Lancashire Police cancel coronavirus fines handed to Preston sisters who had driven to Docks for exercise
Shazia Zahieer and Tayyba Arif were each hit with a £60 fixed penalty notice after being stopped by officers at Preston Docks on March 30 - a week into the lockdown.
The sisters, who are members of the same household, had driven to the docks so that they could take a walk around the basin for 'health reasons' and their daily exercise.
But shortly after arriving, Shazia and Tayyba were approached by patrolling officers who began questioning them.
After explaining that they had visited the Docks for fresh air and exercise, they were told by one of the officers that they should not have driven to the docks.
They were each issued a fixed penalty notice on the spot for allegedly 'flouting' lockdown regulations.
Infuriated, Shazia and Tayyba sought legal advice from London solicitors Bindmans LLP, who made formal representations to Lancashire Police on their behalf.
The force first responded by 'stopping the clock' on the timescales for payment of the fixed penalties, pending a review of the case.
Soon after, the force confirmed that no further enforcement action would be taken against the sisters and the fixed penalties were withdrawn.
Solicitor Patrick Ormerod represented Ms Zahieer and Ms Arif in the dispute.
He said the fines had been "wrongly issued" to his clients under the emergency regulations brought in to enforce the nationwide lockdown.
"Our clients’ FPNs were issued in circumstances in which they should not have been," said Mr Ormerod.
"Their reasons for leaving home were, clearly, within what is explicitly permitted by the Regulations, and were communicated to the police officers who administered the FPNs.
"Therefore, in the absence of any evidence to the contrary, any belief that offences had been committed cannot have been reasonable.
"Furthermore, the police officers did not follow national police guidance to ‘engage, explain and encourage’ before resorting to enforcement measures and there were defects with the FPNs that were issued.
"Many people, even the innocent, will choose the easier, often cheaper, option of paying the penalty specified in the FPN, which does not constitute an admission of guilt but will be recorded on local police databases, rather than risk magistrates’ court proceedings, which can be stressful and costly.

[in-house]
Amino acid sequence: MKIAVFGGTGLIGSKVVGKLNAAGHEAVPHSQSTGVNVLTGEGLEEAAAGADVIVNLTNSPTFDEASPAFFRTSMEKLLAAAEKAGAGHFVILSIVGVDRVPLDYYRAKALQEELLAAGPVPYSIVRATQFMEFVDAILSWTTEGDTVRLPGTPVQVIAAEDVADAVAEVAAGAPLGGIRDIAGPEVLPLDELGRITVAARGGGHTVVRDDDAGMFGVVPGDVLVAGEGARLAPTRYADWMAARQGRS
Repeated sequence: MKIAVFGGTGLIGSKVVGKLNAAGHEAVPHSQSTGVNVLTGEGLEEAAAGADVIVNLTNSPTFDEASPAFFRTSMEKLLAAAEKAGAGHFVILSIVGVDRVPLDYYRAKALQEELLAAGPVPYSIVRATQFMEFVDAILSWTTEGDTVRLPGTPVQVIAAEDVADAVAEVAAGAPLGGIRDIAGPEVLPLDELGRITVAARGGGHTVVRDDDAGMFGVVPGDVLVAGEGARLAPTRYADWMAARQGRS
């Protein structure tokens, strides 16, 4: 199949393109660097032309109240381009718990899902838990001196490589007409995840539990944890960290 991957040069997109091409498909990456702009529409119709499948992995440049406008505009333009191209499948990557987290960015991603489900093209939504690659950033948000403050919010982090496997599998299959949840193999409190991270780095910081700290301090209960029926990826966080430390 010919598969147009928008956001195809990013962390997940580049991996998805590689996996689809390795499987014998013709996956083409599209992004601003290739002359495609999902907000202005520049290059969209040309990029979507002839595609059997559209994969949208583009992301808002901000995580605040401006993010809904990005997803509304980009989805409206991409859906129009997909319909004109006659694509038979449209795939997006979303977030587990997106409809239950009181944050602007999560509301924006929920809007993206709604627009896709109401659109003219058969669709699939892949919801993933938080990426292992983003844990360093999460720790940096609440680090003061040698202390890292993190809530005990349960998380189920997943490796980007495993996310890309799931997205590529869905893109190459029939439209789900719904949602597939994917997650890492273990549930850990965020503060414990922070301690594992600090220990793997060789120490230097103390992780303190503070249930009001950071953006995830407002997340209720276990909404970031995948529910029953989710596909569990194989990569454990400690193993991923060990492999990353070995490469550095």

"The decision now taken by the police in this case is to be welcomed."
The solicitor is now urging Lancashire Police to review all fines issued by the force for breaches of lockdown rules.
"However, this may just be the tip of the iceberg," added Mr Ormerod.
"Following recent wrongful convictions, the CPS has confirmed it intends to review all cases charged under new coronavirus legislation.
"It is not surprising that mistakes have been made given the differences between the Regulations and separate government guidance, and the speed with which police forces had to get to grips with this poorly drafted, insufficiently scrutinised secondary legislation, rushed in for understandable reasons."
"Lancashire Police should now review all FPNs issued under these Regulations, whether paid or unpaid," he said.
"They did the right thing in our clients’ case so I hope they will do the same for others.
"Our clients’ case demonstrates that, despite the lack of a statutory route of appeal set out in the Regulations, some police forces will be prepared to deal pragmatically with FPNs that shouldn’t have been issued, right a wrong, and save time and costs for all parties in the criminal justice system.
“In appropriate cases, it can be worth writing to the police force or local authority concerned and asking them to withdraw an FPN.”
But he warns: "Individuals should take care if doing so, given anything said in a letter might be admitted as evidence in subsequent proceedings, and are recommended to seek legal advice."
Ms Zahieer and Ms Arif were represented by Patrick Ormerod, Joseph Morgan and Ed Hodgson of Bindmans LLP.
Lancashire Police have been approached for comment.